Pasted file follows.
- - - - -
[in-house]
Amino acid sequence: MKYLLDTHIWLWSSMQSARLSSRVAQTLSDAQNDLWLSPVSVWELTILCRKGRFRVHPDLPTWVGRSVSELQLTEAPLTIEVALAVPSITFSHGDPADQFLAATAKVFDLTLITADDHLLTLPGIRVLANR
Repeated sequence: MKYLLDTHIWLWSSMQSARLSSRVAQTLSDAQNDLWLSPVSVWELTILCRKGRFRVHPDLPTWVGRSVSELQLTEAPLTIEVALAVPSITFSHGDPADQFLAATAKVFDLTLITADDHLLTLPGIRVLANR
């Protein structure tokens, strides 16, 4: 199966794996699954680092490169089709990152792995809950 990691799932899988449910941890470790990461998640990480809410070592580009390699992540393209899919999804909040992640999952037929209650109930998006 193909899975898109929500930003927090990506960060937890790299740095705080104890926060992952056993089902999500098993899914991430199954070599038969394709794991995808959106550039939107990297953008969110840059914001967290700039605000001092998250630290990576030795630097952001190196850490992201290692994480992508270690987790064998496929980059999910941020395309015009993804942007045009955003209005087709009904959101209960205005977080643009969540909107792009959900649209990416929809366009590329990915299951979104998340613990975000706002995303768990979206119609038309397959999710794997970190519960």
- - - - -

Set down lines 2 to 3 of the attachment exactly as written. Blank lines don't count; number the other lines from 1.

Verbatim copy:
Amino acid sequence: MKYLLDTHIWLWSSMQSARLSSRVAQTLSDAQNDLWLSPVSVWELTILCRKGRFRVHPDLPTWVGRSVSELQLTEAPLTIEVALAVPSITFSHGDPADQFLAATAKVFDLTLITADDHLLTLPGIRVLANR
Repeated sequence: MKYLLDTHIWLWSSMQSARLSSRVAQTLSDAQNDLWLSPVSVWELTILCRKGRFRVHPDLPTWVGRSVSELQLTEAPLTIEVALAVPSITFSHGDPADQFLAATAKVFDLTLITADDHLLTLPGIRVLANR